Guru Gobind Singh Jayanti


The 10th Guru of the Sikhs, Guru Gobind Singh was born on December 22nd, 1666. This date is in accordance with the Julian calendar which converts to January 5th according to the Nanakshahi calendar. Guru Gobind Singh, the son of Guru Tegh Bahadur, the ninth Guru of the Sikhs ascended his father at the age of nine. This year Guru Gobind Singh Jayanti falls on the 2nd of January.

How he came to be a Guru?

In 1675 a small group of Kashmiri Pandits visited Anandpur to seek assistance from Guru Tegh Bahadur against the persecution from the Islamic Mughal rulers. This group of Kashmiri Pandits was led by Pandit Kirpi Ram. Guru Tegh Bahadur went to Delhi, the Mughal capital to discuss Aurangzeb’s policies towards the non-Muslims. There he had refused to convert to Islam and was beheaded at Chandani Chowk in 1675 where his head was put on a public square to frighten the people from objecting to follow Aurangzeb’s policies.

Guru Gobind Singh succeeded his father at the age of nine as Guru Tegh Bahadur had ordained his son to be the next Guru before he visited Delhi.

How the Khalsa order came to be?

Addressing a congregation from a small tent pitched on a hill, Guru Gobind Singh drew out his sword and asked for a volunteer willing to sacrifice his head. Initially, no one stood up but at the Gurus third call, a man named Daya Ram came forward and offered his head to the Guru. Guru Gobind Singh took him inside the tent and came out with blood dripping from his sword. He then asked for another volunteer for the same which continued for a total of five rounds. After this, the five volunteers came out of the tent unharmed and came to be known as the Panj Piare which means ‘the beloved five.’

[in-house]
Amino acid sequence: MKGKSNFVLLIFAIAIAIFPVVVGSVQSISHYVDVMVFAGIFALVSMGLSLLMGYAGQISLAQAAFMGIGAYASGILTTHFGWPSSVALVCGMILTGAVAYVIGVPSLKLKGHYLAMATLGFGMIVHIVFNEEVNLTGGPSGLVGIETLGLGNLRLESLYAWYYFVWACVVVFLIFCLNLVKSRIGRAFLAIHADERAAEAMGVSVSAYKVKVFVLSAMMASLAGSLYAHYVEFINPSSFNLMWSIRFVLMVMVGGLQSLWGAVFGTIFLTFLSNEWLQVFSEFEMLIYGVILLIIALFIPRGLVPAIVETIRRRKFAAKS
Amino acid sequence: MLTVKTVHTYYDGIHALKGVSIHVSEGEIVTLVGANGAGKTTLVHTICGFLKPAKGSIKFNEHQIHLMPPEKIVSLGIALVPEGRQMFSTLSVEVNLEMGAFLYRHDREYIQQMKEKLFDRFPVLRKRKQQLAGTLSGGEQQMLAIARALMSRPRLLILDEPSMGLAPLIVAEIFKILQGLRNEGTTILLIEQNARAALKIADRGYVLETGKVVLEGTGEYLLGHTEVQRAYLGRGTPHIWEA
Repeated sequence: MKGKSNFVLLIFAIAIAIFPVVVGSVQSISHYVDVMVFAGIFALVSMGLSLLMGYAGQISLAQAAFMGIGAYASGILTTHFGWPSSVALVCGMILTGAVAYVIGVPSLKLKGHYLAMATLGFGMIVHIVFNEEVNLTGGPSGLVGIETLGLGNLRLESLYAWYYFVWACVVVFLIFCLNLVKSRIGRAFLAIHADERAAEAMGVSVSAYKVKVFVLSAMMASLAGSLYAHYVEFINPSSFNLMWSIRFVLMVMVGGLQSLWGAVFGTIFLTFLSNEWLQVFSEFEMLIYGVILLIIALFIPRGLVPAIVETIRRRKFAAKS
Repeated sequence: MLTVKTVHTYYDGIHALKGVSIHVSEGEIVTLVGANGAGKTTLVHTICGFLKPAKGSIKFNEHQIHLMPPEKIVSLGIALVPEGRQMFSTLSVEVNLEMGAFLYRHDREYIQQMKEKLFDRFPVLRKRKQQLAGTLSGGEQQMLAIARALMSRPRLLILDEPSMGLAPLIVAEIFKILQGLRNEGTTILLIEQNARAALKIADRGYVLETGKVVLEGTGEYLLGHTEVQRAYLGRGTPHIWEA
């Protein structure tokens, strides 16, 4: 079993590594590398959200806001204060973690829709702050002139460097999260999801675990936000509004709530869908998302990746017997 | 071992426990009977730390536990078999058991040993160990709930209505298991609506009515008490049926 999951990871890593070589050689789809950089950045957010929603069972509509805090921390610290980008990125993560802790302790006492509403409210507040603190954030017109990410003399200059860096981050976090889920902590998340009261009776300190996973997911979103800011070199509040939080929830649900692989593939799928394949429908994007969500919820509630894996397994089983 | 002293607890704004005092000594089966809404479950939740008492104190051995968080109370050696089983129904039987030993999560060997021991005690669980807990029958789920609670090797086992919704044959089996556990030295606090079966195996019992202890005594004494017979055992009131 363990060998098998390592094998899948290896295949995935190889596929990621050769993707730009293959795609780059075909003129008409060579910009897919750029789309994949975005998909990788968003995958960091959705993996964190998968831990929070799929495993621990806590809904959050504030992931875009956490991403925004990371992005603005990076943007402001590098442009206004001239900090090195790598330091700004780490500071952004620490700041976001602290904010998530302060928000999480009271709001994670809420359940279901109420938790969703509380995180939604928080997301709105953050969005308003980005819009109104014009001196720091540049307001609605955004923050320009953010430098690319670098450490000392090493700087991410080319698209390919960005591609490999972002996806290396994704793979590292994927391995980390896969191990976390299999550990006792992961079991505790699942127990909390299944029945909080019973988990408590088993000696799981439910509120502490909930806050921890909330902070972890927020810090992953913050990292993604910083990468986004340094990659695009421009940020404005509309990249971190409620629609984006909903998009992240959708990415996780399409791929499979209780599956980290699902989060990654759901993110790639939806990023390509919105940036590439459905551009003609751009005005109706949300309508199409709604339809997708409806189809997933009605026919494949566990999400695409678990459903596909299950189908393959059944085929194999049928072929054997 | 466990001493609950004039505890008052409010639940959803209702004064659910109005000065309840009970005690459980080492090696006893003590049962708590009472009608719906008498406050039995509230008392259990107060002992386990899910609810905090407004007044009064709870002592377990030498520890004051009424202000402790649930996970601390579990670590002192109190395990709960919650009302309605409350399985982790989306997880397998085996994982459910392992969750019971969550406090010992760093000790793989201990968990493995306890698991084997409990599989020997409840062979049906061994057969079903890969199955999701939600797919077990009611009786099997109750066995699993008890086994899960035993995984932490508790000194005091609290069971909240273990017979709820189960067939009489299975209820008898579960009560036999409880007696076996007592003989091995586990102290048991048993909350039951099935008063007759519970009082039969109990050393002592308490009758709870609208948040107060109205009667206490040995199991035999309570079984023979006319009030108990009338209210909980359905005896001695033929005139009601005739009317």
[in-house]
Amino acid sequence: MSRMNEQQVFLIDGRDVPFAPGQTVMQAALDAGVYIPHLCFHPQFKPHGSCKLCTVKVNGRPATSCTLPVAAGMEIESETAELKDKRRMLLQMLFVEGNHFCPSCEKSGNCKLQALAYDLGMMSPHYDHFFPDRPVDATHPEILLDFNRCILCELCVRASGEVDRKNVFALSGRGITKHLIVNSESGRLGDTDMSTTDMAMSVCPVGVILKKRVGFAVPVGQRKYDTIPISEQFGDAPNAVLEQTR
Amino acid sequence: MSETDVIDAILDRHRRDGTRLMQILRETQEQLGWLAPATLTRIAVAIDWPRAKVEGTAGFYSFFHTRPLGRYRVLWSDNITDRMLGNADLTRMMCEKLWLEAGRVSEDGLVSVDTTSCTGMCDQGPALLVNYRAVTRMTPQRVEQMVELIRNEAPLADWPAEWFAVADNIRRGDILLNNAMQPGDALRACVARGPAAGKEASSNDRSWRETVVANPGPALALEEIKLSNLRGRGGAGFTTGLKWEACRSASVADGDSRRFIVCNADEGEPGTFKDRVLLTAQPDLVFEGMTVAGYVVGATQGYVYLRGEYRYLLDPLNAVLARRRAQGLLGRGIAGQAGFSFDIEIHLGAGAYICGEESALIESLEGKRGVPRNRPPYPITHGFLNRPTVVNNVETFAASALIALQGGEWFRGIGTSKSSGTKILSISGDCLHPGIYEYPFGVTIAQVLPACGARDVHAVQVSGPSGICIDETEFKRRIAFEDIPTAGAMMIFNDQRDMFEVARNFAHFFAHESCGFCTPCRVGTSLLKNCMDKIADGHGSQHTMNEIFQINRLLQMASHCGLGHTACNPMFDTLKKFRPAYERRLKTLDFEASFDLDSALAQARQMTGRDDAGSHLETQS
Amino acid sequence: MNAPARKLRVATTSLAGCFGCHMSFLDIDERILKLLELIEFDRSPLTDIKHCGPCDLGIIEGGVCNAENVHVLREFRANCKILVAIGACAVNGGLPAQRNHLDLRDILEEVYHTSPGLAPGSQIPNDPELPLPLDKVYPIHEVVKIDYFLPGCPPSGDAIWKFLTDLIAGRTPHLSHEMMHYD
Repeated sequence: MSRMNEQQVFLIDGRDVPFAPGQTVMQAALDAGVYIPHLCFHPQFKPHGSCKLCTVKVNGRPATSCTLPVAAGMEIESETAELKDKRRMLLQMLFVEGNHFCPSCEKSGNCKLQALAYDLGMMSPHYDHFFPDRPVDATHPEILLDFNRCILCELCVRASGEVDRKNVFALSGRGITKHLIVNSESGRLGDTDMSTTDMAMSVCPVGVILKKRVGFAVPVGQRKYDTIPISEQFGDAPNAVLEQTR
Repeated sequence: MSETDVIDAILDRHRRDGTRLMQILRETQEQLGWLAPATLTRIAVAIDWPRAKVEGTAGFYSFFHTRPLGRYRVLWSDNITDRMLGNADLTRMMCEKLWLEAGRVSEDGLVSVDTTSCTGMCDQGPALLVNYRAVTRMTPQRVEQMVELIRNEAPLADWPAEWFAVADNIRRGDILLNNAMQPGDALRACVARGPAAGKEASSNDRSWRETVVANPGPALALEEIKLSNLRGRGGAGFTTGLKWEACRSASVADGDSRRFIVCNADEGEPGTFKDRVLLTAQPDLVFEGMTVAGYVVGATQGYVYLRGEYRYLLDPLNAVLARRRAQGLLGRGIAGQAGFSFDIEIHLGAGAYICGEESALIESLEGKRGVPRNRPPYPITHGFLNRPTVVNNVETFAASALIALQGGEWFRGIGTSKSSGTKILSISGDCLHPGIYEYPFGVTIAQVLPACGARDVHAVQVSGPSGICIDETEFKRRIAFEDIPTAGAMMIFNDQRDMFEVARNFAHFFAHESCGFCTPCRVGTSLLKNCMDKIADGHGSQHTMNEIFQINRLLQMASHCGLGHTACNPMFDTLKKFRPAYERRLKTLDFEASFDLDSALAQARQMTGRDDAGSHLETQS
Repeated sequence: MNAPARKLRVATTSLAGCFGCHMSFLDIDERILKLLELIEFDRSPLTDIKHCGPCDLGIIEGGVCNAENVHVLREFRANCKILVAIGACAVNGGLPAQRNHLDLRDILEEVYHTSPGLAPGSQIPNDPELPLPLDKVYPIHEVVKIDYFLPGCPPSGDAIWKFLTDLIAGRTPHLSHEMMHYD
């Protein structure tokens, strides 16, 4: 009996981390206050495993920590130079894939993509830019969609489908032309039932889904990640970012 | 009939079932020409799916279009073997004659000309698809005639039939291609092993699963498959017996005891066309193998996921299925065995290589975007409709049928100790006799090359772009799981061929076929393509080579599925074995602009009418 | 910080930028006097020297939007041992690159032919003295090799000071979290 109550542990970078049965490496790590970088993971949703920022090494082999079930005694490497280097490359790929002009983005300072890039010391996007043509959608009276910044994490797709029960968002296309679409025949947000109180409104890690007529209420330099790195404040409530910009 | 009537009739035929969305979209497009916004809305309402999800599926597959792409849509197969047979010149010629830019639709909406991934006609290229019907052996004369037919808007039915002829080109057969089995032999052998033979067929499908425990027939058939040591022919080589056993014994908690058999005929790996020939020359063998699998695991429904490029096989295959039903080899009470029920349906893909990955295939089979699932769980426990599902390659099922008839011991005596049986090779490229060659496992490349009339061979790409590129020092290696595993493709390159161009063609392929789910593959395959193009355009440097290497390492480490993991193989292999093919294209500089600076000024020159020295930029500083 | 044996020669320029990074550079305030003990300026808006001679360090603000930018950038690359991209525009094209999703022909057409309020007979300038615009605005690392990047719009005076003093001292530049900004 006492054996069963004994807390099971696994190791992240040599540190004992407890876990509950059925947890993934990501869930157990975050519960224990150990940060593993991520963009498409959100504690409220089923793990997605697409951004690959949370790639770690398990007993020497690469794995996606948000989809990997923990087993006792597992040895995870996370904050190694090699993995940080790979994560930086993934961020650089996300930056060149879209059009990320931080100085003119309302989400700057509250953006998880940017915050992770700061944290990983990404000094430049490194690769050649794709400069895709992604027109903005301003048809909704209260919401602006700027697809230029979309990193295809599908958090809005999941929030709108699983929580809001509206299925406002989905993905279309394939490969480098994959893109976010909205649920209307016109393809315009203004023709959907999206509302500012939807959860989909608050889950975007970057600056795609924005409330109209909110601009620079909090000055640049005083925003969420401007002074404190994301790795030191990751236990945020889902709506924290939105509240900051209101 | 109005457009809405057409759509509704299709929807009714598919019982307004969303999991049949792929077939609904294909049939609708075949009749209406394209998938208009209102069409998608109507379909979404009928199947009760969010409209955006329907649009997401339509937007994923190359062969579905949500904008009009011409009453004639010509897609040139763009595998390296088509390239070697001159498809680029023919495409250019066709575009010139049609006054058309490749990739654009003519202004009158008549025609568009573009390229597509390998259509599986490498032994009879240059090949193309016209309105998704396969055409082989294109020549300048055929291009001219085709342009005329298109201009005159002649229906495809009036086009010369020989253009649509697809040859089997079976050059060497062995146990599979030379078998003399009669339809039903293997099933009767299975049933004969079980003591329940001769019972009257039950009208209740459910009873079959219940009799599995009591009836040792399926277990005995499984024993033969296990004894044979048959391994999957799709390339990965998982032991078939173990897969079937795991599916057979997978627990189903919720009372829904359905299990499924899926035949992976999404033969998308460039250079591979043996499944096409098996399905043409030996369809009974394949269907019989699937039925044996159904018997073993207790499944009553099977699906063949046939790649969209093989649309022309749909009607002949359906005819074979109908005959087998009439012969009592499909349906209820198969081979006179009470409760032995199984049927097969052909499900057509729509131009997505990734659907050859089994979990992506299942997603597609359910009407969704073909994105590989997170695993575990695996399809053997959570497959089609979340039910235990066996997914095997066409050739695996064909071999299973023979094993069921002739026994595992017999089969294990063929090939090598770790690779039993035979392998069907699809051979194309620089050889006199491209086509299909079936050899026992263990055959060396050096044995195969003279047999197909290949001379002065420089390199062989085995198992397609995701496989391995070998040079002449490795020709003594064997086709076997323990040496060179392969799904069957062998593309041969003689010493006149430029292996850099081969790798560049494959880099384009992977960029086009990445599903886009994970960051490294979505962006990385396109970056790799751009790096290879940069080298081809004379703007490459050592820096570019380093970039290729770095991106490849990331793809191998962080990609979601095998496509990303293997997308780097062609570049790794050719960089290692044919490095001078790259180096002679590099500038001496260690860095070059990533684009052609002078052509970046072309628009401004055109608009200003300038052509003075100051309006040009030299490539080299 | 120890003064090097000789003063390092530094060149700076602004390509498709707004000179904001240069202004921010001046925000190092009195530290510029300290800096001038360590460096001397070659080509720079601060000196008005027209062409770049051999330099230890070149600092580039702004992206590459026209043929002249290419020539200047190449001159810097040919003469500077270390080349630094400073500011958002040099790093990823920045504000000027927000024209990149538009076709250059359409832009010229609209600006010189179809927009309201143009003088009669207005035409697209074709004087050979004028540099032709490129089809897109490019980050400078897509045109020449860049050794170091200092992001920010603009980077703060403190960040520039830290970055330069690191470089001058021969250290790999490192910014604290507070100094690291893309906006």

They came to be the first Khalsa Sikhs and were designated with the name Singh which means lion. These five members considered the Guru as their father and Mata Sahib Kaur, Guru Gobind Singh’s wife as their mother. Later on, women were also initiated into the Khalsa and those who initiated were called Kaur which means princess.

The Guru mixed sugar in clean water in an iron bowl and mixed it with his double-edged sword simultaneously reciting excerpts from the Adi Granth Sahib. He asked the Panj piare to drink the water which he called Amrit and recited the line Wahehguru ji ka Khalsa, Waheguru ji Ki Fateh meaning Khalsa belongs to God; Victory belongs to him.

He also commanded them to wear five items that came to be known as the five K’s namely:

  • Kesh (uncut hair)
  • Kangha (a comb)
  • Kara (an iron bracelet)
  • Kachera (undergarment made of cotton)
  • Kirpan (an iron dagger for self-defence)

Guru Gobind Singh

Other than establishing the Sikh warrior community of Khalsa and introducing the five K’s, Guru Gobind Sigh was a warrior, philosopher and poet. He created the Guru Granth Sahib which is the sacred book of the Sikhs. Guru Grant Sahib is the expansion of the Adi Grant Sahib which is a compilation of Hymns of previous Gurus and saints and traditions and teachings of saints which had been declared as the 11th and eternal Guru of the Sikhs by Guru Gobind Singh.

He had studied Punjabi, Braj, Sanskrit, Hindi, Persian and Arabic in his early years along with being trained as a warrior and died in October 1708 by wounds inflicted by an assassin.


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